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Discussion Starter #1
Maybe this will help someone else, maybe not.

We have a 1985 Thunderbird with 302 throttle body injection and AOD transmission that we've had since Feb. '86. We drive this car easy, always have. In the last few months, we've noticed it "clunking" as it shifts into OD from 3rd at light or no throttle like on a coasting or steady state cruise on level. It was a hard "clunk" and I took it to a friend who is a regular Ford mechanic and he said the trans shifted so well otherwise, and in view of the high mileage, he would just avoid using the OD except in high speed interstates.

Today I was doing some maintenance and I eased the air filter housing up and was inspecting things when I noticed a lot of slop in the TV Rod to Throttle arm joint. It also looked like the plastic retainer was shot. Nothing had slipped off, but the throttle rod has like a 3/8+" hole in it and the throttle arm being approximately a 7/32" or 1/4" pin with groove and the retainer is supposed to be a bushing as well.

As it sat with the throttle on the idle stop, the slop allowed the weight of the TV rod to partially depress the linkage. I removed what was left of the retainer and picked up on the rod to the point where the TV rod appeared to have no spring pressure one way or the other, where it seemed to want to rest, like a cable with no slack or tension would be ... and it was centered dead center for the pin. Surprise huh?

So I thought about what was happening as I drove. At light throttle, the rod's weight was causing the TV to be partially depressed until somewhere near half throtttle where spring pressure was enough to support the weight and then the pin had to push the TV rod only after using up the excess clearence. Then because of slop, the TV rod wasn't pushed as far as originally so shifts were softer. I wondered if maybe this was why passing gear was so hard to hit lately.

I made an aluminum bushing and retainer clip that will serve until I can get a replacement for the plastic original part, and it took all slop out of it while still allowing free movement.

I then test drove it. 138,895 miles on the odometer and it shifts like new once again. Firm full throttle shifts, a passing gear, and an OD that doesn't "clunk" into operation at light throttle cruise. Long post for something so simple, but the change made in eliminating that little bit of slop was astounding. The rod is non adjustable at the top and I never adjusted it on the trans, so it is now exactly like the folks at Mr. Ford's factory set it that day in 1985.

Thought it might help someone else sometime. Tomorrow I go over the newly aquired '92 and the wife details this '85 (she did the '92 today, it's like clean as new) and "the Merc".

Later.
 

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I don't know if it's the same on the '85 or the '92 but Ford came out with a replacement kit with a metal bushing on my 93. You may want to check with a knowledgable Ford parts guy to see if it applies...
 

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fast Ed N said:
...


cheers
Ed N.
And there would be one of them. :D


Thanks Ed.
 

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Discussion Starter #5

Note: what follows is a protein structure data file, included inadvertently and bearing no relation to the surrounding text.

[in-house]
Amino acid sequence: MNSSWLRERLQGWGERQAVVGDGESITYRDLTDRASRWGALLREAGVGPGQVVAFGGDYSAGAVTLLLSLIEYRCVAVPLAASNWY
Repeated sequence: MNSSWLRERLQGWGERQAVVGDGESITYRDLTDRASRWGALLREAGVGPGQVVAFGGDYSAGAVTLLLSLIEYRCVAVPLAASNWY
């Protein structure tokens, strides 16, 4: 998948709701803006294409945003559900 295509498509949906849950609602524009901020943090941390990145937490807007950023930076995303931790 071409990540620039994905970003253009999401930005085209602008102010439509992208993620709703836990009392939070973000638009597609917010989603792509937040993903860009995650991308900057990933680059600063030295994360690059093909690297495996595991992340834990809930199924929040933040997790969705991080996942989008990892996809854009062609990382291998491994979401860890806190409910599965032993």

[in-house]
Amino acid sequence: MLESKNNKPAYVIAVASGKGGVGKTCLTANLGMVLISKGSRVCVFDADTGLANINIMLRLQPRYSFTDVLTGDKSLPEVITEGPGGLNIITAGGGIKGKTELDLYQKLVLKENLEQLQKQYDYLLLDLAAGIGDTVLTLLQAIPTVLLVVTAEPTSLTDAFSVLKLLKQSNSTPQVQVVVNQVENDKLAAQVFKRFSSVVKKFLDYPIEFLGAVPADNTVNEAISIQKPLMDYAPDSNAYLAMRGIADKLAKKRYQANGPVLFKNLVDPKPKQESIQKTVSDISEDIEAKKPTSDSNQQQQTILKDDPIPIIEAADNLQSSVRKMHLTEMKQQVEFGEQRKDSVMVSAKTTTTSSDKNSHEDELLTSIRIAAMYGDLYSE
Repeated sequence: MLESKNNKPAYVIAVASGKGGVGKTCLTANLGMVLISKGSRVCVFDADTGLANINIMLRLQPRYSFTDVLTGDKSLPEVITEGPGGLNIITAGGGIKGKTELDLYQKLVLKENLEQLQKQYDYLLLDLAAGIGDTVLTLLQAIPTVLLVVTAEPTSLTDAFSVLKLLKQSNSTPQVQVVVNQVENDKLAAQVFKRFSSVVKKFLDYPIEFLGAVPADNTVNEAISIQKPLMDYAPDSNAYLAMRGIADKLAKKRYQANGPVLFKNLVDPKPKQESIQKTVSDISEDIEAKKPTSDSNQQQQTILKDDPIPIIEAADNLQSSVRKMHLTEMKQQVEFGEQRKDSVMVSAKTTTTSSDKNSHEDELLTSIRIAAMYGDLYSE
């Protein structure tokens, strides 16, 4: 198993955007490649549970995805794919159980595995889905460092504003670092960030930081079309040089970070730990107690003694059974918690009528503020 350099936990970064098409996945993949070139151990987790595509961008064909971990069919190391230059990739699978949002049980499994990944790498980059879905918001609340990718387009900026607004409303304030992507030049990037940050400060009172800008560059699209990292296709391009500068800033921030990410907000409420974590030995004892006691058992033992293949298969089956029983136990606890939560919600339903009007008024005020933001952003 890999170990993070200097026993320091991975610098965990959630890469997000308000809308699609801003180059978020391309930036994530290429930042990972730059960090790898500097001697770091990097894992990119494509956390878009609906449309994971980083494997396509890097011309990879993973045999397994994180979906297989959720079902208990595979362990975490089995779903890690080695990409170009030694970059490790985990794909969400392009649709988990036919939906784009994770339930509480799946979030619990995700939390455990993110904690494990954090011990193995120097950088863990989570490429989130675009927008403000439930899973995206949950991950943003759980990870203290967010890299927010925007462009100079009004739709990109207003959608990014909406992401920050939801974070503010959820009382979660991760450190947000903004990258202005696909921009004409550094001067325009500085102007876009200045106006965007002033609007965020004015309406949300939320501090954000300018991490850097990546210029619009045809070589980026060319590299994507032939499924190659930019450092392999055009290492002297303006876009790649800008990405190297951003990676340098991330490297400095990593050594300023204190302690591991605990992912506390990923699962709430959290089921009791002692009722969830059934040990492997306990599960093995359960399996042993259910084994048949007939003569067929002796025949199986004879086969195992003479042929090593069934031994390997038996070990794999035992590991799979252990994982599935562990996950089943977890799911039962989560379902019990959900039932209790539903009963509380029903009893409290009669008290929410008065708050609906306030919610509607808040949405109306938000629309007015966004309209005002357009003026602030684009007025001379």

Don't think it's going to be the same.

The '85 has a TV ROD ... not a cable (my '92 has a cable). The rod is actually a tube about 7/16" diameter with the end flattened and a hole punched in it as I described. This hole is nearly twice the diameter of the pin it sets on on the lever on the throttle body, and factory uses a plastic bushing retainer much like those used in column shift lever linkages and etc, only smaller. The rod is bent "this way and that" as it makes it's way down to an adjuster on the side of the trans at the lever, where it isn't as likely to be adjusted once the factory sets it.

The setup I fabricated will work, removes slack, allows free throttle operation, and isn't coming off by itself, but I'll check at Ford next time I get over there.

Anyway, it surprised me how much improved shifting was by just eliminating the little bit of slop created by the broken pin, much more so than the shifting of an old C-6 would have been affected for sure. I see threads about poor shifting, and I thought it might give someone eomething to check.

Again ......... Thanks.:)
 

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CrystalPistol said:
Don't think it's going to be the same.

The '85 has a TV ROD ... not a cable (my '92 has a cable)

Ford shows the same number all the way from the start of the AODs in 1980, for the nylon bushing, that's why I was thinking the updated brass one would work too. Unfortunately I'm familiar with the CFI system too, I had an 85 Marquis LTS 5.0 HO AOD, and an 85 Capri RS 5.0 HO AOD, both with the awful CFI ... the worst features of fuel injection and carburetors combined into one unit. :tongue:


cheers
Ed N.
 

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Discussion Starter #9
fast Ed N said:
Ford shows the same number all the way from the start of the AODs in 1980, for the nylon bushing, that's why I was thinking the updated brass one would work too. Unfortunately I'm familiar with the CFI system too, I had an 85 Marquis LTS 5.0 HO AOD, and an 85 Capri RS 5.0 HO AOD, both with the awful CFI ... the worst features of fuel injection and carburetors combined into one unit. :tongue:


cheers
Ed N.
Well, I have been awfully busy with getting estimates and all (hit a deer with the new 06 CVPI the other night) but today I did get to look under the hood of the '92 after your post perked my curiosity.

By golly, it's a cable, with the same looking sort of small plastic bushing as was once on the '85 's rod arrangement.

I was a bit surprised. :D
 
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